William Godfrey spent six months in South Africa working with youth in prison and learning how gangs impact the lives of young South Africans. Godfrey, a senior, lived and worked in Cape Town studying issues surrounding the rehabilitation and reintegration of incarcerated young people.
“Working with the NGO Young in Prison, I organized and led life- skills courses and creative arts activities for young men and women in Pollsmoor Prison,” says Godfrey, who was in Cape Town from January to June of 2012 as part of CIEE (Council of International Education Exchange) Service Learning. “I was responsible for creating and mediating discussion-based classes on different subject matter like HIV, gangs, and violence,” says Godfrey, of Stewartstown, Pa. “I designed creative arts activities which focused on the skills and ideas discussed in the class.”
Those art pieces were collected to be published in the organization’s magazine which showcased the issues surrounding rehabilitation and the issues facing young people in the criminal justice system. Godfrey also designed and implemented a manual and curriculum for the creative arts program.
“Gang violence in South Africa, especially in lower income or no income township areas, was very prevalent,” he says. “In my experience of visiting schools and working with young men and women in prison, I learned that gangs are perceived as the only means of ensuring safety and a way of life. There are limited opportunities in township areas due to the conditions brought about by apartheid. Gangs have power and influence and can protect their members from other gangs, so kids join these gangs because it is the best and only option open to them.”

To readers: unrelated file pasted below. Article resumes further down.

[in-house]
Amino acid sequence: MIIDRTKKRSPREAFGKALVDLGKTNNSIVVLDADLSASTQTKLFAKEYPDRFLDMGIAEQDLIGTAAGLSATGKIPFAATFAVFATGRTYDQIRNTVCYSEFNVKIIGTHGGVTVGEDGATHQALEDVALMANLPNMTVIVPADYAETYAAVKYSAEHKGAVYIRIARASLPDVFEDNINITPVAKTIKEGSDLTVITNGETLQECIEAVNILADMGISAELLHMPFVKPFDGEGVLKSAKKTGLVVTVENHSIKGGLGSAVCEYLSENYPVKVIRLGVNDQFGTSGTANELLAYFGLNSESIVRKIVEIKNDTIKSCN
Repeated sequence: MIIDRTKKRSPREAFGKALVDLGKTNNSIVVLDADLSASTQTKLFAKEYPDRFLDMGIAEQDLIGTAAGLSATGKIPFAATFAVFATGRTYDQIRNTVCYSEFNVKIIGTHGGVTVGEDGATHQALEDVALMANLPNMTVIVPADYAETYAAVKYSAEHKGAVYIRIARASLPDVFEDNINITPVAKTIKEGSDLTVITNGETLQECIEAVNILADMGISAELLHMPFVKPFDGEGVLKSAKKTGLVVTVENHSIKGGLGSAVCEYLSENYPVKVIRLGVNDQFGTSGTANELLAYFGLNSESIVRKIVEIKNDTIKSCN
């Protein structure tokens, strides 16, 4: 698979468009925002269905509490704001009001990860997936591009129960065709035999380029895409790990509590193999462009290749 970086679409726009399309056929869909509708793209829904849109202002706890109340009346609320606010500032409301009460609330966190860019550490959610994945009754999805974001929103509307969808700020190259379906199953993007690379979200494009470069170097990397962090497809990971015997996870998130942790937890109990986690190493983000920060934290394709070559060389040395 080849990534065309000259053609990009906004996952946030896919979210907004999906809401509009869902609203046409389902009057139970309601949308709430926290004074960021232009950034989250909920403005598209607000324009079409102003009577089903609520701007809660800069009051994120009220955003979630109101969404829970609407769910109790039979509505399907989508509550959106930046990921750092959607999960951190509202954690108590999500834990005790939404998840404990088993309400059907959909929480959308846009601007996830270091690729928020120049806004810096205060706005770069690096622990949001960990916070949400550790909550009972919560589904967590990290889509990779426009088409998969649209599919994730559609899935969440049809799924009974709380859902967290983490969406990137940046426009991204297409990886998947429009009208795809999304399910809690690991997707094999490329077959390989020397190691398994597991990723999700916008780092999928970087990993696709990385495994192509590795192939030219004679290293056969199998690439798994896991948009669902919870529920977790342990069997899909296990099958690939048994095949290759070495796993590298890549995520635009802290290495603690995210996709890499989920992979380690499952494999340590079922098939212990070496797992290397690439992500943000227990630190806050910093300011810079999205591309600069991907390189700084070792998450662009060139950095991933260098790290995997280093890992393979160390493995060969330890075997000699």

Godfrey’s experience led him to believe that the prison system, though meant to rehabilitate offenders, instead releases them with even fewer options than they had prior to their incarceration. “They return to the gang,” he says, “and end up in prison again.”
In addition to his work within the prison system, Godfrey worked on a community dialogue program designed to bring members of township communities together in order to discuss issues of crime prevention and to showcase issues surrounding the reintegration of offenders into their communities. This included a photography exposition designed by Young in Prison post-release participants. As part of his work, Godfrey visited township high schools to mediate discussion groups on crime and gang lifestyle.
“My experience in Cape Town was very applicable to my degree because it gave me a greater understanding of the social, political, and economic issues facing South Africa and allowed me to better understand the culture and history of the region,” says Godfrey, who is a double major in French and International Relations and will graduate in May. “It gave me great experience working with at-risk youth in a foreign country and acquainted me with the benefits, but also the limits, of non-profit programs and enforced the importance of community led sustainable development efforts.”
As someone who wants to pursue a career in development, Godfrey says, it was a vital experience. “This opportunity to work with people from other cultures taught me the importance of working with, and learning from, the community at hand. It taught me to understand what issues need to be addressed and what are the most effective ways to accomplish these goals in the long run. It was important for me to understand that the opportunities afforded to me by my race, my nationality, and my income level were critical in dictating my position in life and that the issue of gangsterism is less an issue of young people making terrible and uninformed decisions but that these young people are living in a social structure that necessitates these choices.”